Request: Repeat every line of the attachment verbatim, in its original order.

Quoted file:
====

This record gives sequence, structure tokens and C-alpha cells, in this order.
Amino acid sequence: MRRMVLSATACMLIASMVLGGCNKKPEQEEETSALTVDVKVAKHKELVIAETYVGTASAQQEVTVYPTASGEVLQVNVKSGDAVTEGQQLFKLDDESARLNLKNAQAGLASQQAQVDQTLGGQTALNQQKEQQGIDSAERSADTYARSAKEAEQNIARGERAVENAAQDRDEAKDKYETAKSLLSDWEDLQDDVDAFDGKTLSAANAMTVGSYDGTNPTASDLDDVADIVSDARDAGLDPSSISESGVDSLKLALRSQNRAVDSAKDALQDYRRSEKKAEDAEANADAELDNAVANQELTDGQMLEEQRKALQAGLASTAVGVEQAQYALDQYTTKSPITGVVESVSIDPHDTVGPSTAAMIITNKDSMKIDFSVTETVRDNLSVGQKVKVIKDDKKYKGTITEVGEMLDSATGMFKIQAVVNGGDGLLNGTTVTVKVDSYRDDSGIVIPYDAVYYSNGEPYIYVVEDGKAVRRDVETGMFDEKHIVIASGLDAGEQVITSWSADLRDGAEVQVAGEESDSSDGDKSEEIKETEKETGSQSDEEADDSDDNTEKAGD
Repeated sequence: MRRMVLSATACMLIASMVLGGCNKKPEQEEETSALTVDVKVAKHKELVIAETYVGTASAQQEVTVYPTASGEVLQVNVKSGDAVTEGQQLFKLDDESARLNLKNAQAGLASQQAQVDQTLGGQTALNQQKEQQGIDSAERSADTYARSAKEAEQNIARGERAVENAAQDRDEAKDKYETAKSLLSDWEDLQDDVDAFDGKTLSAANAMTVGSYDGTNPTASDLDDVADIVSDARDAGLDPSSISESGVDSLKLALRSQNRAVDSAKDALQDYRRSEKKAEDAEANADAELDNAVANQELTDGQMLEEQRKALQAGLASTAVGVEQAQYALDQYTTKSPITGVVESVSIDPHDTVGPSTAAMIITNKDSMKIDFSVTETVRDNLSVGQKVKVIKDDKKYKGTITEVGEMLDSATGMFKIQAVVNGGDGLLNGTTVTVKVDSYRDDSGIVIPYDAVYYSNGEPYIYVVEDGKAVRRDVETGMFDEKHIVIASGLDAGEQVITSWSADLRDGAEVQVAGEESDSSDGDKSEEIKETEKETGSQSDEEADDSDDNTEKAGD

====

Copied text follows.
This record gives sequence, structure tokens and C-alpha cells, in this order.
Amino acid sequence: MRRMVLSATACMLIASMVLGGCNKKPEQEEETSALTVDVKVAKHKELVIAETYVGTASAQQEVTVYPTASGEVLQVNVKSGDAVTEGQQLFKLDDESARLNLKNAQAGLASQQAQVDQTLGGQTALNQQKEQQGIDSAERSADTYARSAKEAEQNIARGERAVENAAQDRDEAKDKYETAKSLLSDWEDLQDDVDAFDGKTLSAANAMTVGSYDGTNPTASDLDDVADIVSDARDAGLDPSSISESGVDSLKLALRSQNRAVDSAKDALQDYRRSEKKAEDAEANADAELDNAVANQELTDGQMLEEQRKALQAGLASTAVGVEQAQYALDQYTTKSPITGVVESVSIDPHDTVGPSTAAMIITNKDSMKIDFSVTETVRDNLSVGQKVKVIKDDKKYKGTITEVGEMLDSATGMFKIQAVVNGGDGLLNGTTVTVKVDSYRDDSGIVIPYDAVYYSNGEPYIYVVEDGKAVRRDVETGMFDEKHIVIASGLDAGEQVITSWSADLRDGAEVQVAGEESDSSDGDKSEEIKETEKETGSQSDEEADDSDDNTEKAGD
Repeated sequence: MRRMVLSATACMLIASMVLGGCNKKPEQEEETSALTVDVKVAKHKELVIAETYVGTASAQQEVTVYPTASGEVLQVNVKSGDAVTEGQQLFKLDDESARLNLKNAQAGLASQQAQVDQTLGGQTALNQQKEQQGIDSAERSADTYARSAKEAEQNIARGERAVENAAQDRDEAKDKYETAKSLLSDWEDLQDDVDAFDGKTLSAANAMTVGSYDGTNPTASDLDDVADIVSDARDAGLDPSSISESGVDSLKLALRSQNRAVDSAKDALQDYRRSEKKAEDAEANADAELDNAVANQELTDGQMLEEQRKALQAGLASTAVGVEQAQYALDQYTTKSPITGVVESVSIDPHDTVGPSTAAMIITNKDSMKIDFSVTETVRDNLSVGQKVKVIKDDKKYKGTITEVGEMLDSATGMFKIQAVVNGGDGLLNGTTVTVKVDSYRDDSGIVIPYDAVYYSNGEPYIYVVEDGKAVRRDVETGMFDEKHIVIASGLDAGEQVITSWSADLRDGAEVQVAGEESDSSDGDKSEEIKETEKETGSQSDEEADDSDDNTEKAGD